This Friday THE QUEER ARCHIVE presents an after hours screening of the 18-rated and critically acclaimed Greek/U.K film production of HE LOVES ME by Greek director Konstantinos Menelaou. We caught up with Konstantinos ahead of tomorrow’s function:
Hi Konstantinos! Can you give us a brief overview of what to expect on Friday night?
Friday night we (The Queer Archive) join forces with Rio Cinema and Dalston Superstore for the UK premier of my first feature film He loves me a Greek/UK production. Along with my film we present two Greek short films by Yorgos Angelopoulos and Thanasis Tsimpinis. A Man to Pet with be the hostess, I will play some music and have lots of wine at Superstore before the screening and we will join Mints after the screening for a much needed plate-breaking session.
What prompted you to put on this event?
Rio Cinema and Dalston Superstore are two venues very close to my heart and He loves me was conceived and inspired by events, affairs and heartbreaks that happened in and around Dalston. So it makes total sense to show the film here. It’s like the murderer going back to the crime scene.
What are your earliest memories of film?
I remember Hammer Horror and Amicus Horror films. Both British production companies that made amazing horror films in the 70s. I remember finding the VHS of Monster’s Club in my parents drawer and watching it when i was 5 or 6. I remember The Exorcist, Who’s that girl… I remember the smell of plastic at the video store in my neighbourhood.
What was your journey to become a film-maker?
I studied fine arts and not film. I have always been too intimidated by the world of film. I always thought it was such a huge thing and that i could never be good enough to ever make a film. I was making shorts and working on abstract ideas and forms until i finally found the strength to make my first feature. Now i know that there is not one way of making films. It can be a personal and creative process that doesn’t necessarily involve a huge set and crew and a lot of stress.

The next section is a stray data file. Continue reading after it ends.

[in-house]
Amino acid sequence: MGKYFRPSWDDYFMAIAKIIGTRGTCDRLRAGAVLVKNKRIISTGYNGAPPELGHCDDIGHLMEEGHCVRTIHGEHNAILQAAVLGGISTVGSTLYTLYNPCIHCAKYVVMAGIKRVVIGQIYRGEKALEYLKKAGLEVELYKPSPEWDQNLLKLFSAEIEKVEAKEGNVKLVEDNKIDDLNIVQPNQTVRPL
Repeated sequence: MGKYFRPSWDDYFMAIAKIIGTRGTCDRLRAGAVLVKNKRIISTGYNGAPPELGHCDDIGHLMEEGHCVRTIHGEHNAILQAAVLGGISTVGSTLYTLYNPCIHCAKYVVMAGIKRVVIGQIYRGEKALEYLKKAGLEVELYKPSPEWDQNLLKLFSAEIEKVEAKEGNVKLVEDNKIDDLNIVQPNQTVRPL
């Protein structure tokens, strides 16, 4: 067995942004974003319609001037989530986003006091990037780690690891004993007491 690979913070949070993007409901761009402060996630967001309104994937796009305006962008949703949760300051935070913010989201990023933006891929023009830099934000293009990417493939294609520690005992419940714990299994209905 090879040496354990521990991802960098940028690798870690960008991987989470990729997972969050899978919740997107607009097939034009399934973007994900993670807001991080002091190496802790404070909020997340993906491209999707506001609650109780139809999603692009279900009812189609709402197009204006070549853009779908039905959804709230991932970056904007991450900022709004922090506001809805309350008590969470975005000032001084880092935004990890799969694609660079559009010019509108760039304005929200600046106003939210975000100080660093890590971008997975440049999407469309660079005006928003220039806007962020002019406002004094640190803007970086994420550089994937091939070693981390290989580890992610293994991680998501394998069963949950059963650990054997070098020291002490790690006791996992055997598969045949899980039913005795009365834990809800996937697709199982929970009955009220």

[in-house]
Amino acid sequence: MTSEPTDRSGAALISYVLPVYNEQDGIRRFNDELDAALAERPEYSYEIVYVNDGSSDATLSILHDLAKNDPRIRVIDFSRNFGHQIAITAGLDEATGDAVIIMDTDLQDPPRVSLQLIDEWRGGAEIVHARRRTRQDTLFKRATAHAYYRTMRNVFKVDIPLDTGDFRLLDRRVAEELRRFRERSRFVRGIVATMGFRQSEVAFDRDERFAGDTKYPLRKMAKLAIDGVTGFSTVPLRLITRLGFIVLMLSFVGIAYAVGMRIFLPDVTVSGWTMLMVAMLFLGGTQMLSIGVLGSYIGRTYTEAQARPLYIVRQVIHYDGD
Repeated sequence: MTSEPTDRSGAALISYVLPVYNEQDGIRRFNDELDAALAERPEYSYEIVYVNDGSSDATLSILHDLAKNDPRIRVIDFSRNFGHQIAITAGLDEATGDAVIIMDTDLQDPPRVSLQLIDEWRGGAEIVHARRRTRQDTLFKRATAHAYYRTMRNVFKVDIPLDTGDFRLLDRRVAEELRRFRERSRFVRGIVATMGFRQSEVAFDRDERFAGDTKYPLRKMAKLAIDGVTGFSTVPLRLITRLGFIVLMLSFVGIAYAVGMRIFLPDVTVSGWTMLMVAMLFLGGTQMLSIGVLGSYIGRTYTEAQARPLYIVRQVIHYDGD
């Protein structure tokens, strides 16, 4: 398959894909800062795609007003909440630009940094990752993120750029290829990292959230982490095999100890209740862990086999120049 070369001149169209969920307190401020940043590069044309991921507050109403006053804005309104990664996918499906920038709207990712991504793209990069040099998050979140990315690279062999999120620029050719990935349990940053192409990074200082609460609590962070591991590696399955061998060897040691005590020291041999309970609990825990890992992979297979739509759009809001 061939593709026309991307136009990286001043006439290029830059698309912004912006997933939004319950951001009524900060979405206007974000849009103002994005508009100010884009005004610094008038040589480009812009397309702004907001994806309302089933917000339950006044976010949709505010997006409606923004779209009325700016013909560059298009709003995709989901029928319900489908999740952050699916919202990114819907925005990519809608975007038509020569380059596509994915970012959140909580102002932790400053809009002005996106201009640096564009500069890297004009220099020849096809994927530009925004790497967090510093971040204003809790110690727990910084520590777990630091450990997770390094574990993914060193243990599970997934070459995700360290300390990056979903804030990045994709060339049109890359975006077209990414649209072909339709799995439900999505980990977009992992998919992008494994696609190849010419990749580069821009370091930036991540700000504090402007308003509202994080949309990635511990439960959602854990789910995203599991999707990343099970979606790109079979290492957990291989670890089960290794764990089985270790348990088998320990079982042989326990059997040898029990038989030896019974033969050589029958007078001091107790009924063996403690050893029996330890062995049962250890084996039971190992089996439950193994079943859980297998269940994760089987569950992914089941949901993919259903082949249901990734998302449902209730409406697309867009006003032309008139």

What inspired He Loves Me?
It was a personal need to tell some stories based on my own experiences. It all became too confusing – relationships turned from innocent fun to heartbreaking nightmares, London was getting harder and harder and communication was very problematic. But i still had to share my thoughts and get a response so it was natural to me to put these thoughts into the film. It is an homage to the relationships that shaped me.
Can you tell us a little about the people behind the other two films?
The other two films are directed by Yorgos Angelopoulos and Thanasis Tsimpinis. Both of them are young directors based in Athens. Their films are amazing and their language is universal, thats why i thought it would be great to show them at our screening in London. There is a queer cinema scene in Athens inspired by this whole Greek cinema renaissance thats been happening the last ten years and it actually feels great to be a part of it.
Given the current political climate in Greece, and across much of Europe, why do you think it’s so important to keep making work about our queer identities?
It’s crucial to keep on having a strong voice and presence because there is still – and probably will always be – a force against the queer community. We need to keep our queer history safe, we need to keep on evolving, creating and celebrating our beautiful existence though making work that reveals the truth behind the lies and shows that love is not something that anyone should be afraid of.